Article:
An aerial view of Vindolanda, an auxillary fort and vicus on Hadrian's Wall


If you wish to see the remains of a Roman villa, visit Fishbourne Palace in West Sussex, the largest residential Roman building discovered in Britain (and possibly the largest known Roman residence north of the Alps, with a footprint bigger than Buckingham Palace), which has an unusually early date of 75 AD, around thirty years after the Roman conquest of Britain. The palace was probably built for Cogidubnus, a pro-Roman local chieftain who was installed as king of several territories following the first stage of the conquest and the palace was probably a reward for his loyalty to Rome. Many of the surviving rooms are on show and the museum has a superb collection of Roman mosaics, some of the earliest and best-preserved examples in Britain.


A model of the Royal Palace at Fishbourne


Detail of one of the many floor mosaics


In all, the Romans built 50,000 miles (80,000 km) of hard-surfaced highway in Britain, primarily for military reasons, and many survive as modern roads, or as track ways and footpaths that cross the modern countryside. Many miles of Roman road survive as an agger, the embankment or rampart that gave Roman roads the proper draining base. There are good sections of Roman road in Dorset, running north from the Iron Age fortress at Badbury Rings and walk-able sections of Stane Street, the Roman road that ran from Londinium (London) to Noviomagus Reginorum (Chichester), between Eartham and Bignor in Sussex. And perhaps the most dramatic section of (probably) Roman road in Britain, is that on Wheeldale Moor in the North York Moors. This section is an enigmatic mile-long stretch of ancient road amid wild and beautiful moorland, and while the road is generally accepted as being Roman, it could possibly be earlier. It still has much of its original surface and the drainage ditches on either side.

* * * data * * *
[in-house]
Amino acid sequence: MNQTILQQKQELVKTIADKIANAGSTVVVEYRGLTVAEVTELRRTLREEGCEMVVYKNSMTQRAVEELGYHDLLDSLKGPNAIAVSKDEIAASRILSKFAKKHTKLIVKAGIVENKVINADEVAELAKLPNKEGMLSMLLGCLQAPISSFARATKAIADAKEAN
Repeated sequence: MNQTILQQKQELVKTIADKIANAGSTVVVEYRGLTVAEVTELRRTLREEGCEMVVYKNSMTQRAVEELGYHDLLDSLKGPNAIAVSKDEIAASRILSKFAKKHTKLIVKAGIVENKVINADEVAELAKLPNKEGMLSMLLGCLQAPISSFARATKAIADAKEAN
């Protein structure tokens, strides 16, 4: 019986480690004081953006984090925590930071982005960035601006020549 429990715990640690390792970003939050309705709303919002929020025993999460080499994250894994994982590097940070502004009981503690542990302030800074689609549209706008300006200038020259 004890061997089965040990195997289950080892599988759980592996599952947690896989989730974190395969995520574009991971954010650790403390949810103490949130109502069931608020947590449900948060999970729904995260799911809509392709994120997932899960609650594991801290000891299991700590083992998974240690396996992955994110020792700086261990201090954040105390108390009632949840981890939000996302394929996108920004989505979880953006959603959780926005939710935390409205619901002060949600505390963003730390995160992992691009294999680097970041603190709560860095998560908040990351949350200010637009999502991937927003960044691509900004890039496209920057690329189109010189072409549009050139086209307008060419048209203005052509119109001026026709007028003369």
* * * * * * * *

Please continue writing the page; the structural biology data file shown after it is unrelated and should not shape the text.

Roman road on Wheeldale Moor, Yorkshire


One of the largest and most unusual Roman buildings in Britain, is the lighthouse (pharos) at Dover Castle in Kent. Being the closest point to mainland Europe and within the estuary of the River Dour, Dover (Dubris) was the perfect place to build a port. Dating from the 1st-century AD, the lighthouse still stands to 80ft (23m), close to its original height, and for a long time was adapted as the bell-tower of the adjacent church, St. Mary de Castro.


The Roman pharos, next to the Saxon church of St. Mary de Castro


Finally, if your time in Britain is limited and perhaps you are only visiting London, I would highly recommend both the British Museum and the Museum of London, who both have superb Roman galleries, with outstanding artefacts and exhibits.